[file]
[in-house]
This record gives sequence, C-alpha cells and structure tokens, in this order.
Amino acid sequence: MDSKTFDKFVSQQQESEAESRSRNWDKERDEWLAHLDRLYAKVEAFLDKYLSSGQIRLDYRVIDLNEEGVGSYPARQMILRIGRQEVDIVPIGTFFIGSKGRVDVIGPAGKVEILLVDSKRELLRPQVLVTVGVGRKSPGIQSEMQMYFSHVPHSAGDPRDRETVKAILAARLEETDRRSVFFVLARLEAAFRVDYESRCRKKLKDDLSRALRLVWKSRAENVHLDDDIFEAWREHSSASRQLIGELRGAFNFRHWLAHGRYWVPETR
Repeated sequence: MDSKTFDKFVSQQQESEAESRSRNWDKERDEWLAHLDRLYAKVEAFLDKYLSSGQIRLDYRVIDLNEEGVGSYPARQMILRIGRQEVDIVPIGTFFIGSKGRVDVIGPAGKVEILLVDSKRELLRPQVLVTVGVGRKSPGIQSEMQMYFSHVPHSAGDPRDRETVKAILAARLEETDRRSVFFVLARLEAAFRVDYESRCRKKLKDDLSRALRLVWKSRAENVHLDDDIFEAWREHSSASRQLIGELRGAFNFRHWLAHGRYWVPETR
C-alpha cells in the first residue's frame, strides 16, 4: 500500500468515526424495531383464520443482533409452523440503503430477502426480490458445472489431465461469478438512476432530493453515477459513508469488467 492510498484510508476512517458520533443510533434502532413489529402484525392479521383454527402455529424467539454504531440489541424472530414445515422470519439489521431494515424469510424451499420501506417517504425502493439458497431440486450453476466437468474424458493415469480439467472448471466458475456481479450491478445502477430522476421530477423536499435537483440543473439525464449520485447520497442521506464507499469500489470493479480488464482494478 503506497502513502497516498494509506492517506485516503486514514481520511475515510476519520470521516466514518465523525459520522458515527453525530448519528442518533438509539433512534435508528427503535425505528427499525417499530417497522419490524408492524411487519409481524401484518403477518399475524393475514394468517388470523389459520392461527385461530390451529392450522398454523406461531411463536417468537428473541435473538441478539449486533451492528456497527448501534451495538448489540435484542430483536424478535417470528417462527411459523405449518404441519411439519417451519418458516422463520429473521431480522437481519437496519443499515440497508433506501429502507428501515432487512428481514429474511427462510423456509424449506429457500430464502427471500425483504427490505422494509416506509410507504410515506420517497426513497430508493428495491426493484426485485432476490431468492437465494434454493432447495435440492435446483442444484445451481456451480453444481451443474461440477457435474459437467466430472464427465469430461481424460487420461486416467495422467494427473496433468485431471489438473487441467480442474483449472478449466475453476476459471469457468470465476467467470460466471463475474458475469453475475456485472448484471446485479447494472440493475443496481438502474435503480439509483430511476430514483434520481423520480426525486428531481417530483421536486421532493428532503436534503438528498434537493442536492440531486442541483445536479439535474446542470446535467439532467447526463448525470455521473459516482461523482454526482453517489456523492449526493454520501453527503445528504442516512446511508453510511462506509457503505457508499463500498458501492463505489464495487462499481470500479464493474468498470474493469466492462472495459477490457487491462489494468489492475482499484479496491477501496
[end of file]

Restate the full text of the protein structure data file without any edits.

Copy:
[in-house]
This record gives sequence, C-alpha cells and structure tokens, in this order.
Amino acid sequence: MDSKTFDKFVSQQQESEAESRSRNWDKERDEWLAHLDRLYAKVEAFLDKYLSSGQIRLDYRVIDLNEEGVGSYPARQMILRIGRQEVDIVPIGTFFIGSKGRVDVIGPAGKVEILLVDSKRELLRPQVLVTVGVGRKSPGIQSEMQMYFSHVPHSAGDPRDRETVKAILAARLEETDRRSVFFVLARLEAAFRVDYESRCRKKLKDDLSRALRLVWKSRAENVHLDDDIFEAWREHSSASRQLIGELRGAFNFRHWLAHGRYWVPETR
Repeated sequence: MDSKTFDKFVSQQQESEAESRSRNWDKERDEWLAHLDRLYAKVEAFLDKYLSSGQIRLDYRVIDLNEEGVGSYPARQMILRIGRQEVDIVPIGTFFIGSKGRVDVIGPAGKVEILLVDSKRELLRPQVLVTVGVGRKSPGIQSEMQMYFSHVPHSAGDPRDRETVKAILAARLEETDRRSVFFVLARLEAAFRVDYESRCRKKLKDDLSRALRLVWKSRAENVHLDDDIFEAWREHSSASRQLIGELRGAFNFRHWLAHGRYWVPETR
C-alpha cells in the first residue's frame, strides 16, 4: 500500500468515526424495531383464520443482533409452523440503503430477502426480490458445472489431465461469478438512476432530493453515477459513508469488467 492510498484510508476512517458520533443510533434502532413489529402484525392479521383454527402455529424467539454504531440489541424472530414445515422470519439489521431494515424469510424451499420501506417517504425502493439458497431440486450453476466437468474424458493415469480439467472448471466458475456481479450491478445502477430522476421530477423536499435537483440543473439525464449520485447520497442521506464507499469500489470493479480488464482494478 503506497502513502497516498494509506492517506485516503486514514481520511475515510476519520470521516466514518465523525459520522458515527453525530448519528442518533438509539433512534435508528427503535425505528427499525417499530417497522419490524408492524411487519409481524401484518403477518399475524393475514394468517388470523389459520392461527385461530390451529392450522398454523406461531411463536417468537428473541435473538441478539449486533451492528456497527448501534451495538448489540435484542430483536424478535417470528417462527411459523405449518404441519411439519417451519418458516422463520429473521431480522437481519437496519443499515440497508433506501429502507428501515432487512428481514429474511427462510423456509424449506429457500430464502427471500425483504427490505422494509416506509410507504410515506420517497426513497430508493428495491426493484426485485432476490431468492437465494434454493432447495435440492435446483442444484445451481456451480453444481451443474461440477457435474459437467466430472464427465469430461481424460487420461486416467495422467494427473496433468485431471489438473487441467480442474483449472478449466475453476476459471469457468470465476467467470460466471463475474458475469453475475456485472448484471446485479447494472440493475443496481438502474435503480439509483430511476430514483434520481423520480426525486428531481417530483421536486421532493428532503436534503438528498434537493442536492440531486442541483445536479439535474446542470446535467439532467447526463448525470455521473459516482461523482454526482453517489456523492449526493454520501453527503445528504442516512446511508453510511462506509457503505457508499463500498458501492463505489464495487462499481470500479464493474468498470474493469466492462472495459477490457487491462489494468489492475482499484479496491477501496